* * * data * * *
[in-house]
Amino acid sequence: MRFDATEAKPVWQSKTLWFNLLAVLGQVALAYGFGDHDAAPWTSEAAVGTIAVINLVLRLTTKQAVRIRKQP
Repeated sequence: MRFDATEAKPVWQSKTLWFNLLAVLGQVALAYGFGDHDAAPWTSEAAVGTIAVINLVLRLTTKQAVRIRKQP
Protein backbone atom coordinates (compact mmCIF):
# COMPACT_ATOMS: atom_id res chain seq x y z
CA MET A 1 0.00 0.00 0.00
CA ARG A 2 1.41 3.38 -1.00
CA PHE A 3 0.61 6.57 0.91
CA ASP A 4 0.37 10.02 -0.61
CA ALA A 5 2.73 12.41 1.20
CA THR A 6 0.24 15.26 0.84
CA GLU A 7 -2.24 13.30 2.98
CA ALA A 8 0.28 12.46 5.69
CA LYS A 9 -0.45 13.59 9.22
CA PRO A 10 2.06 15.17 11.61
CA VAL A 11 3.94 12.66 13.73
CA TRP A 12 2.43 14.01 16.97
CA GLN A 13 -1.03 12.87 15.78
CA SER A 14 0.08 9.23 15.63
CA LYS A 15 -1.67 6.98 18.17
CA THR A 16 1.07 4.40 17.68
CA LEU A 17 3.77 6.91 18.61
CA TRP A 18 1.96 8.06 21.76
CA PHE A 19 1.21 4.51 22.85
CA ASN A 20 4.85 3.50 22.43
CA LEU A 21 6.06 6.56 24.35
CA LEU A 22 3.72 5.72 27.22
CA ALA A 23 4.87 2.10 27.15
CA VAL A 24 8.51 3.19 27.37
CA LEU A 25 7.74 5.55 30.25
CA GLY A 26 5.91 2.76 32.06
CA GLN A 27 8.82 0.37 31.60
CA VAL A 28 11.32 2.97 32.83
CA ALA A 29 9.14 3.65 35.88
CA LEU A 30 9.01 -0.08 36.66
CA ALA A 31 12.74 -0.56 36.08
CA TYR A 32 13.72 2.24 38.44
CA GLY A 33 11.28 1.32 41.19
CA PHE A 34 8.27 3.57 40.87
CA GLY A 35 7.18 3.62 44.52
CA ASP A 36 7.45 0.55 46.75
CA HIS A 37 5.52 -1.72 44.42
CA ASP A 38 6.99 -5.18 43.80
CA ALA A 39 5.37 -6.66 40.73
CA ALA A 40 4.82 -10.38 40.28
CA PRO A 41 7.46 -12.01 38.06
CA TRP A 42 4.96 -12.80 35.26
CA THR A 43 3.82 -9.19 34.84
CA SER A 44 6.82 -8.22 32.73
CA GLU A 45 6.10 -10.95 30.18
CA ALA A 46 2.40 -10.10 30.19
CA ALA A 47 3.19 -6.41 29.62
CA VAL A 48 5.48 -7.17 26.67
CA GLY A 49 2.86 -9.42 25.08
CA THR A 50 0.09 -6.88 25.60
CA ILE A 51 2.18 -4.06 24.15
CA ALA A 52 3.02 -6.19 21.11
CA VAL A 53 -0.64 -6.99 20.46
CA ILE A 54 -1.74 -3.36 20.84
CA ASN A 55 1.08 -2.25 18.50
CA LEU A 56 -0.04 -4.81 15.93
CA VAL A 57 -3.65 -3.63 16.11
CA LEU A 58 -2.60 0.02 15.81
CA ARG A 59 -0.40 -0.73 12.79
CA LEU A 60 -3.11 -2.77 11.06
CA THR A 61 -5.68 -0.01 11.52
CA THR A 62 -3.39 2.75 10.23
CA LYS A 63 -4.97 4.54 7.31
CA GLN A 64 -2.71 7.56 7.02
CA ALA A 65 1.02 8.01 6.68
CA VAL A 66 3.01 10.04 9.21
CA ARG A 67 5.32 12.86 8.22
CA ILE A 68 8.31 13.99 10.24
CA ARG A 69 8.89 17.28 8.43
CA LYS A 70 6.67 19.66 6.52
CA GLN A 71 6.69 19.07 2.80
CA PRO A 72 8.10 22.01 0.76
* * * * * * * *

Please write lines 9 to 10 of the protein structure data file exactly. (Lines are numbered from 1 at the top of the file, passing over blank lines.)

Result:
CA ASP A 4 0.37 10.02 -0.61
CA ALA A 5 2.73 12.41 1.20